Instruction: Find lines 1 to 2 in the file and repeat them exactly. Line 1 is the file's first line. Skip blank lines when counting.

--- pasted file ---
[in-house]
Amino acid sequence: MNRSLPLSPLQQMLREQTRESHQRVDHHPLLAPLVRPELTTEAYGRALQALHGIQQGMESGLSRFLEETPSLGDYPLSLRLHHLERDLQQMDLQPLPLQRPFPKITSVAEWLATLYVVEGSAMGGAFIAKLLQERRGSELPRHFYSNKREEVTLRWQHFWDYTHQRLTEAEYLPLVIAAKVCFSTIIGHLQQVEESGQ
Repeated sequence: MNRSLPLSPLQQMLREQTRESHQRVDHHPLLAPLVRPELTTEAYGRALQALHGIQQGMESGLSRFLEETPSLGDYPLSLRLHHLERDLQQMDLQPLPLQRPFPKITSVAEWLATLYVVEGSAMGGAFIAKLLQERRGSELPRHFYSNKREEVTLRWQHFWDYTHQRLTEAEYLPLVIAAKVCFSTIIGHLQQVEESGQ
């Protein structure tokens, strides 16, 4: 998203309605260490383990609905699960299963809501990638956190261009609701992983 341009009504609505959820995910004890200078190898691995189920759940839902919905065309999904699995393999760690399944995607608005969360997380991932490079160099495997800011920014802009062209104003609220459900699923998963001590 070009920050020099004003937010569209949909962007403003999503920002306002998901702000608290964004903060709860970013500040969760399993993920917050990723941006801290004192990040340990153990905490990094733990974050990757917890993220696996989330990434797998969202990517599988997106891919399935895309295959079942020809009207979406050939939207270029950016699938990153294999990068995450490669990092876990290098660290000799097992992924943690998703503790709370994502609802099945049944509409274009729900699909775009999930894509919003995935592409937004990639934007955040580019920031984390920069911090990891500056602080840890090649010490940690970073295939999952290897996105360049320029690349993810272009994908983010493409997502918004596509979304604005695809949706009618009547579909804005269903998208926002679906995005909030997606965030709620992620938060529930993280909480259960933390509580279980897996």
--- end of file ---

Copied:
[in-house]
Amino acid sequence: MNRSLPLSPLQQMLREQTRESHQRVDHHPLLAPLVRPELTTEAYGRALQALHGIQQGMESGLSRFLEETPSLGDYPLSLRLHHLERDLQQMDLQPLPLQRPFPKITSVAEWLATLYVVEGSAMGGAFIAKLLQERRGSELPRHFYSNKREEVTLRWQHFWDYTHQRLTEAEYLPLVIAAKVCFSTIIGHLQQVEESGQ